Sometimes I think that in another life, I’d want to be a rock journalist. I’ve seen Almost Famous too many times to count. I tell myself, what a great way to experience the lifestyle from an intellectual point of view, to be able to make it all even more meaningful. Study them, feel their angst, their raw magnetism, and then analyze it on paper. But then I think, screw that: I want to be the lead singer, man. Not some nerd whose dream is it to be the girl who scribbles notes about the lead singer. Their lives are art, their music is their soul- they don’t need it decoded and picked apart so some elitist magazine and their advertisers can make a few bucks.
But I identify more as writer, and not a musician, something I apparently haven’t yet come to terms with.
Oh, I tried to be a musician: Viola, piano, and some sad attempts at guitar lessons from my dad (I still stand by the fact that I would need a child’s size guitar because of my child-size hands.) I guess I can sing, but prefer not to do so in public. But music is in my blood. I come from a musical family. And besides falling asleep to The Beatles’ records every night, one of the first ways I became fascinated with rock music was through cover art. It was probably my future art history nerd coming through; my freakish ability for rote memorization, but at a very early age, my parents discovered that I could, quite enjoyably, memorize the names of bands based on the record covers. My earliest favorite cover was The Beatles’ Sgt. Pepper. So much of The Beatles’ art and music is so child-friendly, so they were a great launching point for me into that world. But apparently, at age two or three, I’d go through the stacks and stacks of records we owned (like the one below, so appropriate for children) and say, “Rolling Stones,” “Donovan,” “The Kinks.” I mean, I guess that’s why people have kids, right? To delight parents in whatever odd ways their future adult interests (or obsessions, or afflictions, or whatever) manifest themselves.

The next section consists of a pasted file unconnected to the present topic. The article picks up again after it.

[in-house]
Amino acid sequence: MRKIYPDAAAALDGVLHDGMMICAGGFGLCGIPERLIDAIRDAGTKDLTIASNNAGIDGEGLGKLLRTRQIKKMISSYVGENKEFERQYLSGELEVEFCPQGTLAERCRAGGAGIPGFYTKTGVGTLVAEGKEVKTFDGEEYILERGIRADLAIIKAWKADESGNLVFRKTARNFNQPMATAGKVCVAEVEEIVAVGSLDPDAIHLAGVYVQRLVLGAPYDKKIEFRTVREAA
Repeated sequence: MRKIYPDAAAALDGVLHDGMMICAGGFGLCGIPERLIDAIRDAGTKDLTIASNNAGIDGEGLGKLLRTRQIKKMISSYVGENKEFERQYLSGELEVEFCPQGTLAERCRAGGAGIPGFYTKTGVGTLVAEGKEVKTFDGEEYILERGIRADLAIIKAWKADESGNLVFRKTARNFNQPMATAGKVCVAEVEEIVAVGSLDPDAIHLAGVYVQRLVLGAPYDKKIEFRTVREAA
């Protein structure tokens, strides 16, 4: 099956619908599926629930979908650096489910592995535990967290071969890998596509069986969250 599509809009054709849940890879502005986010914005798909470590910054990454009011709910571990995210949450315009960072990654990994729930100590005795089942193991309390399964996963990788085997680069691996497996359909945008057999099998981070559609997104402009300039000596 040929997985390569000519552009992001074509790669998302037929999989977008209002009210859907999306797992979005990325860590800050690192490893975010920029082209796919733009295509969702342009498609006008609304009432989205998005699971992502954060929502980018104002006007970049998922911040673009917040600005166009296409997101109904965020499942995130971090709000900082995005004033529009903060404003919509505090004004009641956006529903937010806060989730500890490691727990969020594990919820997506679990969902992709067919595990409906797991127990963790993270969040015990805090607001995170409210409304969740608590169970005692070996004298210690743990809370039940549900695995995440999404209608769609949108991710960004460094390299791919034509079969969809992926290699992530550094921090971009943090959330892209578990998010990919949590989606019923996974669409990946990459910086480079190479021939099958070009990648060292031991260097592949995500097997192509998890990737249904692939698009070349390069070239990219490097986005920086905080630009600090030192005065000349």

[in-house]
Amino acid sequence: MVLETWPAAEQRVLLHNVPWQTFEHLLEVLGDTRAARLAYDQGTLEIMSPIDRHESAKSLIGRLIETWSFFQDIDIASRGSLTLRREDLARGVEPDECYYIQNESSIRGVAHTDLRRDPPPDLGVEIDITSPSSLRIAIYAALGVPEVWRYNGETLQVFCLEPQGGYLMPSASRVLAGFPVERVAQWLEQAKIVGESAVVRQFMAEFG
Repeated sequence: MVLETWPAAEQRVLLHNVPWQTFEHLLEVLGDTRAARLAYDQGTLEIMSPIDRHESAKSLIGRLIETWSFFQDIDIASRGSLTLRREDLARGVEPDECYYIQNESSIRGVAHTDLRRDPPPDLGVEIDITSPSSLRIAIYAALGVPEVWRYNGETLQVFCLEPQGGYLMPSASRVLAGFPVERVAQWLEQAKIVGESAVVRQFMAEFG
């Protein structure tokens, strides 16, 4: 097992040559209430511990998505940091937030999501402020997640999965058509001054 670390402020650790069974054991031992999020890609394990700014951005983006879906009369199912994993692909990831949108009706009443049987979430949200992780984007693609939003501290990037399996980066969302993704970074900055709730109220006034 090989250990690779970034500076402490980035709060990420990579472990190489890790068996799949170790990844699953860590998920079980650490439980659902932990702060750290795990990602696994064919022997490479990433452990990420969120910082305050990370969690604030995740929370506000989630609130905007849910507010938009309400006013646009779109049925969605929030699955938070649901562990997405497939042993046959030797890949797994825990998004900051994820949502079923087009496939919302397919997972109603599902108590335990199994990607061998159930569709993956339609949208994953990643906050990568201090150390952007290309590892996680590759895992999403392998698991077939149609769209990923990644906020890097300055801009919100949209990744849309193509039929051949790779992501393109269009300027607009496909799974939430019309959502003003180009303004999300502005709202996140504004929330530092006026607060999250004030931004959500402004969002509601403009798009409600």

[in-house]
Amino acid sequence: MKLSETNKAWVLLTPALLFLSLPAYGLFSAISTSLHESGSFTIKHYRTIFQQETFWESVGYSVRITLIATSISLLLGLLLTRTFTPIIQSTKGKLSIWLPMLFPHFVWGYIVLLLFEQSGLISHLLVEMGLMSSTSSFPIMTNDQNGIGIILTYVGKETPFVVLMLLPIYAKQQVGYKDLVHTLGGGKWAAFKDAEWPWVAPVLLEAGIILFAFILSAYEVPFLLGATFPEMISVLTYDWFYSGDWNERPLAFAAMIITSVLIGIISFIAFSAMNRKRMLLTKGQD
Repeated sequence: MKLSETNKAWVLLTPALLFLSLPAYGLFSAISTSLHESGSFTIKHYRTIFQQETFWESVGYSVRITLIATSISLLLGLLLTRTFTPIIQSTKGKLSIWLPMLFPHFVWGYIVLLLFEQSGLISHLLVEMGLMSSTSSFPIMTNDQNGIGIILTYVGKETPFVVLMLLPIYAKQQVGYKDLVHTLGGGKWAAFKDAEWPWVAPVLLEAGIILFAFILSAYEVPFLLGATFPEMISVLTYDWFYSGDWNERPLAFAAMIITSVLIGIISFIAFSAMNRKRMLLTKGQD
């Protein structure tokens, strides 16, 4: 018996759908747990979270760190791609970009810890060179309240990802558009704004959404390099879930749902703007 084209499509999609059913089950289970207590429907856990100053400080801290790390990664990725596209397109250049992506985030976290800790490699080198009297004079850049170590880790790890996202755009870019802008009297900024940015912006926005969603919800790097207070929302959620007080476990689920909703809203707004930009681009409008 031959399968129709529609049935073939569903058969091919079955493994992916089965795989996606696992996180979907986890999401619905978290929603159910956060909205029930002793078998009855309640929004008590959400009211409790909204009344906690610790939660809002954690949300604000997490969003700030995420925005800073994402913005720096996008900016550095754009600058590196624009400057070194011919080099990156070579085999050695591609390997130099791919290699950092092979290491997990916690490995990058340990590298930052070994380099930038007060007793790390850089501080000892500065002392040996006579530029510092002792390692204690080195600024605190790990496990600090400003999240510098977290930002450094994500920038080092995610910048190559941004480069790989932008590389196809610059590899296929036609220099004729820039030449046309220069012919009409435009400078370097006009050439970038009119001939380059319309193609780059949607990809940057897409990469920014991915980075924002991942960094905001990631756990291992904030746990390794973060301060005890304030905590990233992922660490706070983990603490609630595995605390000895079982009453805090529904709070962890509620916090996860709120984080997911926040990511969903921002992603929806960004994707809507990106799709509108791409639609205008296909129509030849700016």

Uh, where was I? Yeah, album cover art. I am still pretty obsessed with rock photography. Dream job: photo archivist at rock and roll hall of fame (especially if it wasn’t in Cleveland.)
For vintage (to modern) rock photography, the Brooklyn Museum is exhibiting “Who Shot Rock & Roll, a Photographic History, 1955 to the Present,” This photo is one of my favorites, as featured in New York Entertainment.
So iconic, so sixties, so clearly Dylan, even from the back. It’s a surprising shot, an American musician abroad in the land of The Beatles.
But you don’t have to be a professional photographer to capture amazing musical moments. The most stunning recent example of amateur rock photography (and also, concert videography) I’ve seen comes from Bon Iver’s sunrise show in L.A.
The concert was timed to coincide with nature’s backdrop- the light gradually shifting, the colors changing from indigo to violet, to pinkish orange to clear morning light, contrasting with the tall, unmoving Hollywood palms. And then, through all of this, you have the wonderful sounds of Bon Iver. I know it’s, like, oh my gah, so totally trendy to be a fan of theirs right now, and I’m just waiting for the inevitable backlash against them for having such a following. Even so, they are definitely one of the top bands of the last few years for me. (And Justin Vernon is a Sconnie!)* The concert was described as “magical” and “meaningful” by attendees. There are some concerts just hit you in a place no writer could describe, and there’s something wonderful about that. You just have to be there, although a photo probably does a better job of capturing the beauty than a written review would. I wish I could have gone, but maybe he’ll do a sunrise show back in his home state (although we’d have to wait a good 6 months for bearable temperatures.)
*Sconnie, slang for someone from Wisconsin, is one of those terms that started out as derogatory, but was re-appropriated and embraced by the targeted group to instill a sense of empowerment. That, or it’s just kinda funny.